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    29 Sep 2009

  • Posted by Steve Spencer
  • Quinton “Rampage” Jackson retires from MMA and Fighting

    I think many of us have watched as Rampage has struggled with internal demons.  He’s been a  bit off the hook at times with antics such as his OJ-style police chase, but that is only one aspect that many of us have seen.  Rampage may put on a good act about being tough, and crazy, but when you look a little, he tends to wear his feelings on his sleeve.

    He doesn’t seem to be the only one either.  In this video featuring Forest Griffin, you can see how effected he continues to be with the politics surrounding an increasingly highly visible sport with a fickle, sometimes heartless and impatient, and okay… sometimes dumb-ass fan base.

    There have been many other fighters than have show a propensity to be rattled by the fickle crowds.  Tito Ortiz is another fighter that I have always felt could beat nearly anyone if he got his head in the right place, but if the crowd, politics, or another fighter could get him rattled he would start to crack.

    Well, the latest news on this front comes directly from Rampage’s blog where Quinton spells the whole thing out pretty clearly (It’s pretty lengthy, but I wanted to include it all to give you all the full perspective):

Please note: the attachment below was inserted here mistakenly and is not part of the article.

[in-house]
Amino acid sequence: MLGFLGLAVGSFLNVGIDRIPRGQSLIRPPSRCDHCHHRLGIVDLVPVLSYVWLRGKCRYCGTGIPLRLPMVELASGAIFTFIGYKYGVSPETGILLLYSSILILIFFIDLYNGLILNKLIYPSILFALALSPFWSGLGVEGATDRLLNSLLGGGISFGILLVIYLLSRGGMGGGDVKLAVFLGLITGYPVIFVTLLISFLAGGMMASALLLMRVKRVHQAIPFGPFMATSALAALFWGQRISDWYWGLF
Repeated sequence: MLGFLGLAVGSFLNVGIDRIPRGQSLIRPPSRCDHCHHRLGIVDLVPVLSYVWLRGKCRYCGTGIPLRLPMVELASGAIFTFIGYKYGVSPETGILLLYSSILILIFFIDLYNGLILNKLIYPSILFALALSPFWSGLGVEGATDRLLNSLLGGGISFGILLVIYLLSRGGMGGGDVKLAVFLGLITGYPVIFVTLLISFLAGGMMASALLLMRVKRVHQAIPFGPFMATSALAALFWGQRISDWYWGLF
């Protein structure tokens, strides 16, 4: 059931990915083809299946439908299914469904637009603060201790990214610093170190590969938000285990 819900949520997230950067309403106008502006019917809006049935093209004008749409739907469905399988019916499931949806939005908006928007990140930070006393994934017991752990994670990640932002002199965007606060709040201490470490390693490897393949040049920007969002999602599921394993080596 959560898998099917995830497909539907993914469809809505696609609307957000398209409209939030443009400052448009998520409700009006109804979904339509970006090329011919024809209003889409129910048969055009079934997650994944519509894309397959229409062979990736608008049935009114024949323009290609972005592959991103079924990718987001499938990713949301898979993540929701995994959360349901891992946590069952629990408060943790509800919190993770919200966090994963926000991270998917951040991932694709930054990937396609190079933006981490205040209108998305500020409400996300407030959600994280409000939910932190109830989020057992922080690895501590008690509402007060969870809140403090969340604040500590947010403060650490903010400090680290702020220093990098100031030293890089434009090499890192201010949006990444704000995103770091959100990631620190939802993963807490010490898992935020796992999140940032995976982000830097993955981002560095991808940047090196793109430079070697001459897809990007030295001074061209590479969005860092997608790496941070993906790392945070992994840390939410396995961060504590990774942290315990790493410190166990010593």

“The UFC has done a lot for me but I think I have done more for them. The UFC bought WFA to get my contract & they saved my life, so I felt loyal to them. They pushed me into a fight with Chuck Liddel even when I clearly stated I wasn’t ready to fight for the belt because the American fans didn’t know me but I took the fight and didn’t complain & after I won the American fans booed me for the first time which changed the way I saw them & it hurt me deeply.”“Then before I can even get out of the cage they announced that I was fighting Dan Henderson without even asking me. After I beat Dan Henderson, I made history in becoming the first undisputed champion in MMA but was never even given the pride belt in the cage & I was never promoted as the undisputed champ. Later Anderson Silva was.”“Then they had me coach TUF season 7 and fight Forrest and the fight was very controversial & normally when a fight is that close & controversial there is normally an instant replay. I can name a couple of instances. Instead they offered me the Vanderlei Silva fight which I gladly accepted even though I know it was a very risky fight for me to take because of all the drama that was happening to me at the time. I fought that fight with a jaw injury and then a couple weeks later Dana called me and asked me to fight Rashad. For the first time I said no, I didn’t want to fight because it was such short notice & I wouldn’t have had a long break between camp. Dana talked me into fighting Rashad anyway but Rashad refused the fight and so I had to fight Jardine as a favor to the UFC instead of getting my belt back (which wasn’t even worth it to me financially).”